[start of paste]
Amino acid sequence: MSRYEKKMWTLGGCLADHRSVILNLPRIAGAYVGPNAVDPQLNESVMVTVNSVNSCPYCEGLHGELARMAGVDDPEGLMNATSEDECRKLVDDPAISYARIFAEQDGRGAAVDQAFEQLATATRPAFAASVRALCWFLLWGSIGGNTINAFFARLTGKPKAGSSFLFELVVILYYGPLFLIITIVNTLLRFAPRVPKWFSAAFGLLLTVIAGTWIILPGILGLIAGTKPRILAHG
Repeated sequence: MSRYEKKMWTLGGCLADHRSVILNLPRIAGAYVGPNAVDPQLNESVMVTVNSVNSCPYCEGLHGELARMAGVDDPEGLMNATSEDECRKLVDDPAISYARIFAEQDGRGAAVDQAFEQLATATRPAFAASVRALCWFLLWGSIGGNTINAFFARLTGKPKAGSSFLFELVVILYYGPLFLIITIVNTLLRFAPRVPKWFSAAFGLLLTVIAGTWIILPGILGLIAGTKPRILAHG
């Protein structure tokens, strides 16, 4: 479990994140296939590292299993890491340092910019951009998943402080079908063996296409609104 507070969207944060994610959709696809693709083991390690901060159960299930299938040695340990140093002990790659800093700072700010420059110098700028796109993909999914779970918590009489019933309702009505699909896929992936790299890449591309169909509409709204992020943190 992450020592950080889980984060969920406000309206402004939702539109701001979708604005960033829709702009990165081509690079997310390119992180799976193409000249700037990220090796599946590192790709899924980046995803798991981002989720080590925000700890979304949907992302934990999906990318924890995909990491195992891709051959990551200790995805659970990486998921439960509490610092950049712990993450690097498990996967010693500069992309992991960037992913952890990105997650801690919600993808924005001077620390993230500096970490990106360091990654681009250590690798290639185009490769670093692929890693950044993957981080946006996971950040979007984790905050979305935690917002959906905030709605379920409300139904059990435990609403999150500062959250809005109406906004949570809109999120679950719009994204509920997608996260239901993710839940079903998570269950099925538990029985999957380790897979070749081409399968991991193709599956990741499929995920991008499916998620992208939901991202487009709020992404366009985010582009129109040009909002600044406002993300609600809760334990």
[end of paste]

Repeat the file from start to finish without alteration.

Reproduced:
Amino acid sequence: MSRYEKKMWTLGGCLADHRSVILNLPRIAGAYVGPNAVDPQLNESVMVTVNSVNSCPYCEGLHGELARMAGVDDPEGLMNATSEDECRKLVDDPAISYARIFAEQDGRGAAVDQAFEQLATATRPAFAASVRALCWFLLWGSIGGNTINAFFARLTGKPKAGSSFLFELVVILYYGPLFLIITIVNTLLRFAPRVPKWFSAAFGLLLTVIAGTWIILPGILGLIAGTKPRILAHG
Repeated sequence: MSRYEKKMWTLGGCLADHRSVILNLPRIAGAYVGPNAVDPQLNESVMVTVNSVNSCPYCEGLHGELARMAGVDDPEGLMNATSEDECRKLVDDPAISYARIFAEQDGRGAAVDQAFEQLATATRPAFAASVRALCWFLLWGSIGGNTINAFFARLTGKPKAGSSFLFELVVILYYGPLFLIITIVNTLLRFAPRVPKWFSAAFGLLLTVIAGTWIILPGILGLIAGTKPRILAHG
């Protein structure tokens, strides 16, 4: 479990994140296939590292299993890491340092910019951009998943402080079908063996296409609104 507070969207944060994610959709696809693709083991390690901060159960299930299938040695340990140093002990790659800093700072700010420059110098700028796109993909999914779970918590009489019933309702009505699909896929992936790299890449591309169909509409709204992020943190 992450020592950080889980984060969920406000309206402004939702539109701001979708604005960033829709702009990165081509690079997310390119992180799976193409000249700037990220090796599946590192790709899924980046995803798991981002989720080590925000700890979304949907992302934990999906990318924890995909990491195992891709051959990551200790995805659970990486998921439960509490610092950049712990993450690097498990996967010693500069992309992991960037992913952890990105997650801690919600993808924005001077620390993230500096970490990106360091990654681009250590690798290639185009490769670093692929890693950044993957981080946006996971950040979007984790905050979305935690917002959906905030709605379920409300139904059990435990609403999150500062959250809005109406906004949570809109999120679950719009994204509920997608996260239901993710839940079903998570269950099925538990029985999957380790897979070749081409399968991991193709599956990741499929995920991008499916998620992208939901991202487009709020992404366009985010582009129109040009909002600044406002993300609600809760334990």